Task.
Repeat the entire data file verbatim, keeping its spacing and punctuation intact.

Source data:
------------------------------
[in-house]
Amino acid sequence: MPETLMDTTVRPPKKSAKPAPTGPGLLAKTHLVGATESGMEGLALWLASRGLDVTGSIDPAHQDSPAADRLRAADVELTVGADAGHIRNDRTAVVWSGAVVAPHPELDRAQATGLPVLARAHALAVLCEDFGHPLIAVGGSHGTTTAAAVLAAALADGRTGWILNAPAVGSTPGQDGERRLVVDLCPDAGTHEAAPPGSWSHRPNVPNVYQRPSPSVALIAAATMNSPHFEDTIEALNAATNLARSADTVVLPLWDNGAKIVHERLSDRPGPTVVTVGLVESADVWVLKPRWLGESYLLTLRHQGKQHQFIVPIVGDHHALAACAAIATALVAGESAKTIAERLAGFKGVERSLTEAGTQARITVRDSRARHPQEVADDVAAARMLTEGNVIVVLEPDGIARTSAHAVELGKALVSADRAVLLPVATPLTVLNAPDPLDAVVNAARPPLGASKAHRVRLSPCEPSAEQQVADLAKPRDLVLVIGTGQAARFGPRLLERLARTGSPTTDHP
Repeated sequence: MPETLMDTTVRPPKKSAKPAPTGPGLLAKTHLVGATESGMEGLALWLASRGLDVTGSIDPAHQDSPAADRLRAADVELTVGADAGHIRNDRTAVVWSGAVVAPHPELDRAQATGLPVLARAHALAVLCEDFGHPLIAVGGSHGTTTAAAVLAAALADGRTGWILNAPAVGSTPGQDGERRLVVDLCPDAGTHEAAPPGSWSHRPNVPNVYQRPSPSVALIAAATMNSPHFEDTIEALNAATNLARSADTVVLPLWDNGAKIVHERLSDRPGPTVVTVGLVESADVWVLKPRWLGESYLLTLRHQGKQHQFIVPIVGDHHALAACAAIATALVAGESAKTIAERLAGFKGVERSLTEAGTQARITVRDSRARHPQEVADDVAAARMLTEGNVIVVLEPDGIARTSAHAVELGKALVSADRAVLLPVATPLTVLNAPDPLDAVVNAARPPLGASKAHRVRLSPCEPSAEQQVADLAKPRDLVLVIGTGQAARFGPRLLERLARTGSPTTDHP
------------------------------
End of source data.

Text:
[in-house]
Amino acid sequence: MPETLMDTTVRPPKKSAKPAPTGPGLLAKTHLVGATESGMEGLALWLASRGLDVTGSIDPAHQDSPAADRLRAADVELTVGADAGHIRNDRTAVVWSGAVVAPHPELDRAQATGLPVLARAHALAVLCEDFGHPLIAVGGSHGTTTAAAVLAAALADGRTGWILNAPAVGSTPGQDGERRLVVDLCPDAGTHEAAPPGSWSHRPNVPNVYQRPSPSVALIAAATMNSPHFEDTIEALNAATNLARSADTVVLPLWDNGAKIVHERLSDRPGPTVVTVGLVESADVWVLKPRWLGESYLLTLRHQGKQHQFIVPIVGDHHALAACAAIATALVAGESAKTIAERLAGFKGVERSLTEAGTQARITVRDSRARHPQEVADDVAAARMLTEGNVIVVLEPDGIARTSAHAVELGKALVSADRAVLLPVATPLTVLNAPDPLDAVVNAARPPLGASKAHRVRLSPCEPSAEQQVADLAKPRDLVLVIGTGQAARFGPRLLERLARTGSPTTDHP
Repeated sequence: MPETLMDTTVRPPKKSAKPAPTGPGLLAKTHLVGATESGMEGLALWLASRGLDVTGSIDPAHQDSPAADRLRAADVELTVGADAGHIRNDRTAVVWSGAVVAPHPELDRAQATGLPVLARAHALAVLCEDFGHPLIAVGGSHGTTTAAAVLAAALADGRTGWILNAPAVGSTPGQDGERRLVVDLCPDAGTHEAAPPGSWSHRPNVPNVYQRPSPSVALIAAATMNSPHFEDTIEALNAATNLARSADTVVLPLWDNGAKIVHERLSDRPGPTVVTVGLVESADVWVLKPRWLGESYLLTLRHQGKQHQFIVPIVGDHHALAACAAIATALVAGESAKTIAERLAGFKGVERSLTEAGTQARITVRDSRARHPQEVADDVAAARMLTEGNVIVVLEPDGIARTSAHAVELGKALVSADRAVLLPVATPLTVLNAPDPLDAVVNAARPPLGASKAHRVRLSPCEPSAEQQVADLAKPRDLVLVIGTGQAARFGPRLLERLARTGSPTTDHP